Jamin Jollo and Veronica Renner in ‘Triumph of Love. Credit: Benjamin Krantz

Shotgun Players’ appealing production of the early 18th-century romantic comedy, The Triumph of Love, written by French playwright Pierre de Marivaux (1688–1763), transports us to a country garden in which a battle for the heart is fought. And it is brutal. Unlike similar plots by Shakespeare and Molière, Marivaux’s witty romp digs deeper into all the aspects of love. He exposes its pain, hurt and vulnerability, as well as its physical attraction and excitement.

The Triumph of Love, Ashby Stage, 1901 Ashby Ave., extended through April 30

Marivaux’s lead, Princess Léonide of Sparta (the fantastic Veronica Renner), is very much a 21st-century woman — confident, articulate, attractive, witty and commanding in her assault on the household of her enemy, the old philosopher, Hermocrates (David Boyll) and his sister, Léontine (Mary Ann Rodgers).

Léonide, with her servant Corine (Susannah Martin), must gain entrance to the house because Léonide has, from afar, hopelessly fallen in love with Agis (Edward Im), a young man who lives in the household. But wait, there’s more — Agis is also a rival to Léonide’s throne. But, for love, Léonide would be pleased to share the throne with him. 

Of course, Léonide and Corine must be disguised as men. Who would take them seriously as women? Their secret is quickly discovered by two servants of the household, the dim-witted, misspeaking gardener Dimas (Wayne Wong) and the acrobatic, mocking, masked Harlequin (Jamin Jollo). They are happy to assist in the charade after receiving bountiful bribes.

To remain at Hermocrates’ and Léontine’s house, Léonide concocts an elaborate scheme in which she convinces both siblings, separately, that she is in love with each one of them. And soon, Agis swears his friendship and love for Léonide. By the third act, all three are in love with Léonide.

And at this point, I began to sympathize with Léontine and Hermocrates. How would Léonide weasel out of her hurtful mess? Unfortunately, in an otherwise somewhat lengthy play, the quick third-act resolution is a bit unsatisfactory because it didn’t entirely resolve the emotional upheaval Léonide caused. In other similar farcical comedies (think Molière), only characters who deserve it get their comeuppance. Not so much here. But there is a triumph of true love; after all, girl does get boy.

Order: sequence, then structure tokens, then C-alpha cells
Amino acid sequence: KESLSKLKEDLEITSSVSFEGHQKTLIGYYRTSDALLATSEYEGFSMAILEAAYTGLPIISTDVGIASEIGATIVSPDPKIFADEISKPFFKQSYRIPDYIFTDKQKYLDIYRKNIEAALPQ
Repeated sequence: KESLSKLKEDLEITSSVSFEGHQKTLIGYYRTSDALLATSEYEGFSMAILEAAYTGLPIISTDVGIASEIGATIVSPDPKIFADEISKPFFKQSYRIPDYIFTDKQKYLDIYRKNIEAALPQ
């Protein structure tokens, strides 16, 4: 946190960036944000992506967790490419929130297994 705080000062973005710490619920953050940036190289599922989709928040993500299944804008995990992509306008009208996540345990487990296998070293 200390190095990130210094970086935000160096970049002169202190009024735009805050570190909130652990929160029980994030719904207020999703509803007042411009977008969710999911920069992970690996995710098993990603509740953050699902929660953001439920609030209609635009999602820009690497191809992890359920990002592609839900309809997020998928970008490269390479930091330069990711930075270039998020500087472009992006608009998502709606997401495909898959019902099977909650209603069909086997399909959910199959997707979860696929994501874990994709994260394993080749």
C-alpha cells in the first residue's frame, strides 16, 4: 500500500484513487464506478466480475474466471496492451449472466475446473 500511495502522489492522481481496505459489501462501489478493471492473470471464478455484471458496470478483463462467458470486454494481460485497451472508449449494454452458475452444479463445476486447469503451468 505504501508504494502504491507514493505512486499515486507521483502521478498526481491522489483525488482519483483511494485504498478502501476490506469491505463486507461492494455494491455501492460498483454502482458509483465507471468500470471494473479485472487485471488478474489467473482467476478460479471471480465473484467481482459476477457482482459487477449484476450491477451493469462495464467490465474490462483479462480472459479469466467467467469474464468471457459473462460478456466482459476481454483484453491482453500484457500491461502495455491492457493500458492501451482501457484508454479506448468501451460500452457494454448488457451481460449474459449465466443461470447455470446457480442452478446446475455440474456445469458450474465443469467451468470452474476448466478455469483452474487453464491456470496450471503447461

Patrick Dooley, Shotgun’s artistic director and the fine director of this production, has gone all out with The Triumph of Love. The cast is uniformly talented, and the modern translation by Stephen Wadsworth highlights the original’s subtle wit. The verdant stage set is delightful (Malcolm Rodgers). A dozen audience members have seats on stage within inches of the actors. Picnic boxes are available for pre-order. Fine wine and signature-themed cocktails are available for purchase. The total package, including the outstanding performance of Veronica Renner as Léonide, creates an enjoyable and engaging evening of theater.

The Triumph of Love runs two hours and 30 minutes, including two intermissions at the Ashby Stage, 1901 Ashby Ave., Berkeley, extended through April 30. Mask-wearing is encouraged but not required, except on “masked matinee” Sundays, on April 2 and 16. General admission ticket prices are $28-$48.

Tickets for those 25 years and under: $10 with discount code MADTIX. Community Tickets for those with financial hardship: $15 with discount code COMMUNITY. Shotgun offers two cinema-quality live-stream performances on April 6 and April 13 for $20. There is a special haptic tour and performance for blind and low-vision patrons on Sunday, April 9. Reservations are encouraged. More information can be found on the Shotgun Players website.

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Emily S. Mendel

Emily S. Mendel reviews Berkeley’s vibrant theater scene for Berkeleyside. As a native New Yorker (although an East Bay resident for most of her life), Emily grew up loving and studying theater, from...